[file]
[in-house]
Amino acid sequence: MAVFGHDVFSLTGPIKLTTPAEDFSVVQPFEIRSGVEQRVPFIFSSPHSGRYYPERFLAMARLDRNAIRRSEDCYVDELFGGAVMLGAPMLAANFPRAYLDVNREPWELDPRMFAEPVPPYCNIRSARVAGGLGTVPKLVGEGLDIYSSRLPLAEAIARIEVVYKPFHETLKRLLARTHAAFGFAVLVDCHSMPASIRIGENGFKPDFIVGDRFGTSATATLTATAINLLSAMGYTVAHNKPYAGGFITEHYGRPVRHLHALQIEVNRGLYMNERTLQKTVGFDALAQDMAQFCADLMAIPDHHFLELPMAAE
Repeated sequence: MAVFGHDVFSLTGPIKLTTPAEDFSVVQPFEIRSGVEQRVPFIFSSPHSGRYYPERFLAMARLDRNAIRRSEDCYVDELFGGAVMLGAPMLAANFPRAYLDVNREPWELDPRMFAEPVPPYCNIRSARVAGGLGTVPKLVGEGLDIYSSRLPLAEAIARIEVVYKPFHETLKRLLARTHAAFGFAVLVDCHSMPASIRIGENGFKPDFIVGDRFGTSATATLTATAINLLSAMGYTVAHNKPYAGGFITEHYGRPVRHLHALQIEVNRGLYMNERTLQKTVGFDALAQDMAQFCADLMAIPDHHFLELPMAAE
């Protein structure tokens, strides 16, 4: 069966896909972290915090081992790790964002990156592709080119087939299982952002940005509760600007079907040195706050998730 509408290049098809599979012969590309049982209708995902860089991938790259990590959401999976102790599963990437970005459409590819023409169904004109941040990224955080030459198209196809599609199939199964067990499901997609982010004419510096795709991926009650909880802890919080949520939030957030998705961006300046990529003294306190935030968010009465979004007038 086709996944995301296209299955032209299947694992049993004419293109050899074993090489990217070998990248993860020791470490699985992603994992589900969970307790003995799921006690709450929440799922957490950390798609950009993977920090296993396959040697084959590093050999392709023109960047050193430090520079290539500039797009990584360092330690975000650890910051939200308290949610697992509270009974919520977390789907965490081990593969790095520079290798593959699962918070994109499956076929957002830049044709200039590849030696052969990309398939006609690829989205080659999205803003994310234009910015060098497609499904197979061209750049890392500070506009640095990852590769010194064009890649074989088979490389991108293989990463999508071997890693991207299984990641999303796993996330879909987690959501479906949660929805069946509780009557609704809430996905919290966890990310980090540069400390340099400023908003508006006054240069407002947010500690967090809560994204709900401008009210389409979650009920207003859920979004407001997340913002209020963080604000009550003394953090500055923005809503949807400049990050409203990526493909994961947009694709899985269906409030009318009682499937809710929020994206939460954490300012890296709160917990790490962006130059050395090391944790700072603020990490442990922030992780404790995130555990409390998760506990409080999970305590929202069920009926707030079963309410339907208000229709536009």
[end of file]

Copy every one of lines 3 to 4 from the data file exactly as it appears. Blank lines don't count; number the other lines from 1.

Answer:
Repeated sequence: MAVFGHDVFSLTGPIKLTTPAEDFSVVQPFEIRSGVEQRVPFIFSSPHSGRYYPERFLAMARLDRNAIRRSEDCYVDELFGGAVMLGAPMLAANFPRAYLDVNREPWELDPRMFAEPVPPYCNIRSARVAGGLGTVPKLVGEGLDIYSSRLPLAEAIARIEVVYKPFHETLKRLLARTHAAFGFAVLVDCHSMPASIRIGENGFKPDFIVGDRFGTSATATLTATAINLLSAMGYTVAHNKPYAGGFITEHYGRPVRHLHALQIEVNRGLYMNERTLQKTVGFDALAQDMAQFCADLMAIPDHHFLELPMAAE
């Protein structure tokens, strides 16, 4: 069966896909972290915090081992790790964002990156592709080119087939299982952002940005509760600007079907040195706050998730 509408290049098809599979012969590309049982209708995902860089991938790259990590959401999976102790599963990437970005459409590819023409169904004109941040990224955080030459198209196809599609199939199964067990499901997609982010004419510096795709991926009650909880802890919080949520939030957030998705961006300046990529003294306190935030968010009465979004007038 086709996944995301296209299955032209299947694992049993004419293109050899074993090489990217070998990248993860020791470490699985992603994992589900969970307790003995799921006690709450929440799922957490950390798609950009993977920090296993396959040697084959590093050999392709023109960047050193430090520079290539500039797009990584360092330690975000650890910051939200308290949610697992509270009974919520977390789907965490081990593969790095520079290798593959699962918070994109499956076929957002830049044709200039590849030696052969990309398939006609690829989205080659999205803003994310234009910015060098497609499904197979061209750049890392500070506009640095990852590769010194064009890649074989088979490389991108293989990463999508071997890693991207299984990641999303796993996330879909987690959501479906949660929805069946509780009557609704809430996905919290966890990310980090540069400390340099400023908003508006006054240069407002947010500690967090809560994204709900401008009210389409979650009920207003859920979004407001997340913002209020963080604000009550003394953090500055923005809503949807400049990050409203990526493909994961947009694709899985269906409030009318009682499937809710929020994206939460954490300012890296709160917990790490962006130059050395090391944790700072603020990490442990922030992780404790995130555990409390998760506990409080999970305590929202069920009926707030079963309410339907208000229709536009």